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TPG reader Sofia tweeted me this week to ask:
“@thepointsguy When I buy a ticket with points through Chase Ultimate Rewards, do I still earn miles?”
The answer is yes, and that’s one of the beauties of using Ultimate Rewards’ Pay With Points option. If you have the Sapphire Preferred, Ink Bold or Ink Plus, you get a value of 1.25 cents per point when booking airline tickets. To put that in context, the 65,000 points you’d earn from spending 5,000 on a new Ink Bold or Ink Plus card with the current 60,000-point sign-up bonus promo would be worth $750.
Let’s say you use those 65,000 points to buy two roundtrip economy tickets from NYC to San Francisco aboard American Airlines’ new A321. You’d get 5,172 base miles, plus any elite-status miles; in my case, as an Executive Platinum, that’s 100% – another 5,172 miles per round-trip. In addition, the fare is upgradeable because it’s a paid fare – Chase buys the ticket for you directly from American Airlines – so I could use one of my systemwide upgrades on it.
So two round-trips for a base member would be 10,344 AAdvantage miles (or 20,688 for an Executive Platinum), plus 10,344 elite-qualifying miles. I value AAdvantage miles at about 1.9 cents a piece, so 20,688 = $393 in value. This means that from one credit card bonus you could get $750 in flights plus more than 10% of the elite-qualifying miles needed for Executive Platinum status, which I believe is the most lucrative elite status out there.
Before you just go using Pay With Points all the time, though, I would suggest you do a cost/benefit analysis of transferring points to a partner and booking flights as awards versus using Pay With Points.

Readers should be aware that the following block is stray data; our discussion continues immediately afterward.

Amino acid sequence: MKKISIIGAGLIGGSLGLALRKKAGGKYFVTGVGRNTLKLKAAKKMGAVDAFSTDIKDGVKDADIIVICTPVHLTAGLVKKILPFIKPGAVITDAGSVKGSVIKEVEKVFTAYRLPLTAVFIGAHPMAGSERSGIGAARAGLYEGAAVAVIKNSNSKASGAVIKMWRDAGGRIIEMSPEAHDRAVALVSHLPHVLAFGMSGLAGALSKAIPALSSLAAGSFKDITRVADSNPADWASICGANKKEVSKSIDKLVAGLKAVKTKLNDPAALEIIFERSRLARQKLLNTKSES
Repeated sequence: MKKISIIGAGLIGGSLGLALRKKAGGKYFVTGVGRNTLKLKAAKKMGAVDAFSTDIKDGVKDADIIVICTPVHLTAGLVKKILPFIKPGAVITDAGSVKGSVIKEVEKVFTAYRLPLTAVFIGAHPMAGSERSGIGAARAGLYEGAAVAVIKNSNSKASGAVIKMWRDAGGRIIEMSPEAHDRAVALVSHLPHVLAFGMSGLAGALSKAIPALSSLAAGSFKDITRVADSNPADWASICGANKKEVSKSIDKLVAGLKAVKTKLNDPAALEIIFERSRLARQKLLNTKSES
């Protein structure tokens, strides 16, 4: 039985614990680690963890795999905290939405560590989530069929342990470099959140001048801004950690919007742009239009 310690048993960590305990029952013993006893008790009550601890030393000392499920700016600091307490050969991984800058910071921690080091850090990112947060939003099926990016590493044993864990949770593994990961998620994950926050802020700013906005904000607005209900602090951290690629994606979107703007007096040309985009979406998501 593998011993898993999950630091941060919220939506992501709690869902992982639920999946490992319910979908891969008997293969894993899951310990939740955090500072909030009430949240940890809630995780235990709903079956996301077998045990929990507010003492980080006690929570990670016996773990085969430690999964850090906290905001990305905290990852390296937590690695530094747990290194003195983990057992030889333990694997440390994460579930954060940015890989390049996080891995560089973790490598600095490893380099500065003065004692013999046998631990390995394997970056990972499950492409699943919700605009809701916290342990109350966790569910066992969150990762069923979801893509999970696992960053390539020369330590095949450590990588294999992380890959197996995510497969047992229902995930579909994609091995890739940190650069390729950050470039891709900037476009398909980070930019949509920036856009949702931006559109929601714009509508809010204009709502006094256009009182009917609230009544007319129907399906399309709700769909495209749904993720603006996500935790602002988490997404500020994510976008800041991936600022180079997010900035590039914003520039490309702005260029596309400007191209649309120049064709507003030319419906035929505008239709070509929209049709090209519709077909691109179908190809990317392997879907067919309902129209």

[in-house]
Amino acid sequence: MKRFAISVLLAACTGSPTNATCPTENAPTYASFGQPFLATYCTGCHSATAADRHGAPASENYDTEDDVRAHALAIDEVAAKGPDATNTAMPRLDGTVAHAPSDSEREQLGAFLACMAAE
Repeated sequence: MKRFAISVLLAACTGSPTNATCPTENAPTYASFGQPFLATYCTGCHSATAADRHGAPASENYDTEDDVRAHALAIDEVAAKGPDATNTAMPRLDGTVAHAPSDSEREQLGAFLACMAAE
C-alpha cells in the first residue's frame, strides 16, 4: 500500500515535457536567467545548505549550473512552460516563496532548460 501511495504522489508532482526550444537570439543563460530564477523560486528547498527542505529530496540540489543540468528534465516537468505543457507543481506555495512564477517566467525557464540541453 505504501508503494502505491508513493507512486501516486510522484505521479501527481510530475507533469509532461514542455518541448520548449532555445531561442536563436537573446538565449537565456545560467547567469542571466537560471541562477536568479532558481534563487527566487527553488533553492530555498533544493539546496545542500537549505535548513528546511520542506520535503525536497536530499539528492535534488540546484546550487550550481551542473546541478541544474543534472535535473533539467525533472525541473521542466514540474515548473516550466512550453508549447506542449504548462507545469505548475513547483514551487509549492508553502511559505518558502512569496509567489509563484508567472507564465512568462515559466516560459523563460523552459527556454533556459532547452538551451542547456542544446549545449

For instance, let’s say you wanted to fly American Airlines roundtrip economy from San Francisco to New York. You’d have the option of transferring Ultimate Rewards points to British Airways Avios and redeeming 25,000 of them for this trip. By contrast, using Pay With Points and getting a value of 1.25 cents per point, 25,000 Ultimate Rewards points would be worth $312.50 toward airfare – so if there’s award availability for the flights you want, that would be your break even point. If airfares are above that, then transfer to BA and book the award, but if they are below that, you’re better off using Pay With Points and earning miles and elite status on your itinerary.
I would also keep in mind that if airline elite status is important to you, while Pay With Points is a good option, you may want to consider just buying tickets for your flights outright and saving your Ultimate Rewards points for expensive premium international airline and hotel redemptions, or high-priced Amtrak tickets instead.
For more on Ultimate Rewards and great travel redemptions, check out these posts:
Have any other questions? Let me know by messaging me on Facebook, tweeting me or emailing me at firstname.lastname@example.org. Even after the introduction of the Chase Sapphire Reserve, the Chase Sapphire Preferred is still a fantastic choice if you want to avoid the Reserve’s $450 annual fee, earn 2x on all travel & dining and earn a 50,000 point sign up bonus.
Even after the introduction of the Chase Sapphire Reserve, the Chase Sapphire Preferred is still a fantastic choice if you want to avoid the Reserve’s $450 annual fee, earn 2x on all travel & dining and earn a 50,000 point sign up bonus.